Dammam was where the first wildcat wells were drilled in Saudi Arabia back in 1935, and even though the region had been surveyed since 1933, the first half-dozen wells weren’t that much to write home about. The dome that forms the major geological feature and attracted the first effort, lies under Dhahran and has been resurveyed using 3-D seismic in order to find the best places to build the new wells.
Of course, there is the question as to whether the re-opening of these older fields, such as Dammam, is in order to make even more oil available if needed, or whether the KSA will really need that production just to sustain existing targets. As I hope to explain in the next few posts (building on the previous analysis of TOD contributors and editors), it is much more likely to be the latter than the former.
When the first wells were drilled, none of those dwellings in what is now the city of Dhahran existed; rather, the area was still a desert, and most of the local Bedouin were migratory and lived in tents. At this time the world was in the midst of the Great Depression as the Saudi King was informed that the first well was about to be drilled.
The wildcatters had already started to arrive in the Dammam Dome area where the first well, in drilling lingo, was to be "spudded in." Tents were set up temporarily on a broad terrace near a group of limestone outcroppings. A pier was started down by the shore at al-Khobar, a fishing village. In January 1935, while the geologists were out on the desert reaches continuing their surface explorations, the construction crew was digging a cellar for the first drilling rig.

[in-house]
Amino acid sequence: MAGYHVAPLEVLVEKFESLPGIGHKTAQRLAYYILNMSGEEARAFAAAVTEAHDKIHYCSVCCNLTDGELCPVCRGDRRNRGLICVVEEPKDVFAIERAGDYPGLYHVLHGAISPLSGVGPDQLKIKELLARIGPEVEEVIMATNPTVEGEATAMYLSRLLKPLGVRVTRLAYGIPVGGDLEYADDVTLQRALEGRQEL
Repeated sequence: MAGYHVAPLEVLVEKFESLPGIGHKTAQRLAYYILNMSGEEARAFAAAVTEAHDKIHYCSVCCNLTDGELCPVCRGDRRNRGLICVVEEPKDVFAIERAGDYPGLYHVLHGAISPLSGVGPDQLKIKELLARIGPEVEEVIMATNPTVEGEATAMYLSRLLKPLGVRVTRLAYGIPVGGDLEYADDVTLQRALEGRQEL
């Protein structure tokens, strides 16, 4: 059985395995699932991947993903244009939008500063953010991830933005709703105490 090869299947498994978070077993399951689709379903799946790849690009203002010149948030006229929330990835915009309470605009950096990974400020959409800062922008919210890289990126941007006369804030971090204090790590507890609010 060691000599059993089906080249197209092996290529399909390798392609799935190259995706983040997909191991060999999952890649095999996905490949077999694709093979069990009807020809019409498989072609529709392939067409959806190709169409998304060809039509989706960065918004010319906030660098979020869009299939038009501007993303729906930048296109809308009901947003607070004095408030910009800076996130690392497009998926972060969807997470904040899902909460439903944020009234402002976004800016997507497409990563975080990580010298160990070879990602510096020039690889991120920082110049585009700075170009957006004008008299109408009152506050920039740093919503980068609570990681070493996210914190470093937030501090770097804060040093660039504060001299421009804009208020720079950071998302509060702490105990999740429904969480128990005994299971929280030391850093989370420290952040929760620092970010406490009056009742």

Most of the pioneer group were experienced in the conditions of wildcatting far away from well-stocked oil field supply centers. They knew how to improvise. Lacking dynamite, they broke up the rock for the derrick cellar by heating the rock with a wood fire and then flooding it with cold water.
By February 19, the cellar was completed, and by mid-April the derrick was up and being rigged. On April 30, the wildcatters spudded in Dammam No. 1, the first oil well in Saudi Arabia.
The hole was first drilled by the cable tool method, a slow process being replaced by the modern rotary rig system at that time. Three crews worked around the clock to "make hole" as fast as possible.
The first well was initially drilled down to around 2,000 ft, but only produced at around 100 bd. In the next year of the effort, a second well initially produced some 3,840 bd and gave an incentive for further drilling, but then fell to a yield of only 225 bd in the same year. No. 3 came in at 100 bd, and number 4 was a dry hole, as was number 5 initially. While number 6 was still being drilled, a deeper well had been authorized as number 7, and this spudded on December 7th, 1936. On March 4, 1938, at a depth of 4,727 ft it began to flow at 1,585 bd, and within three days the flow had increased to 3,690 bd. The well had discovered the Arab D reservoir, and the Dammam well continued to flow for 44 years, producing 32.5 million barrels of oil (Matt Simmons – Twilight in the Desert). At the time, the Saudi king was presented with $50,000 in gold, as agreed.
Saudi production took a number of years to develop, as Euan Mearns discussed in 2007, when he plotted the following graph based on Saudi plans known then:
Euan’s post dealt with the decline of the historic fields. Since we are now in the phase of Saudi production in which new oil and reserves are brought on board to match those declines, the topic will focus on this aspect as we consider individual fields of the Kingdom.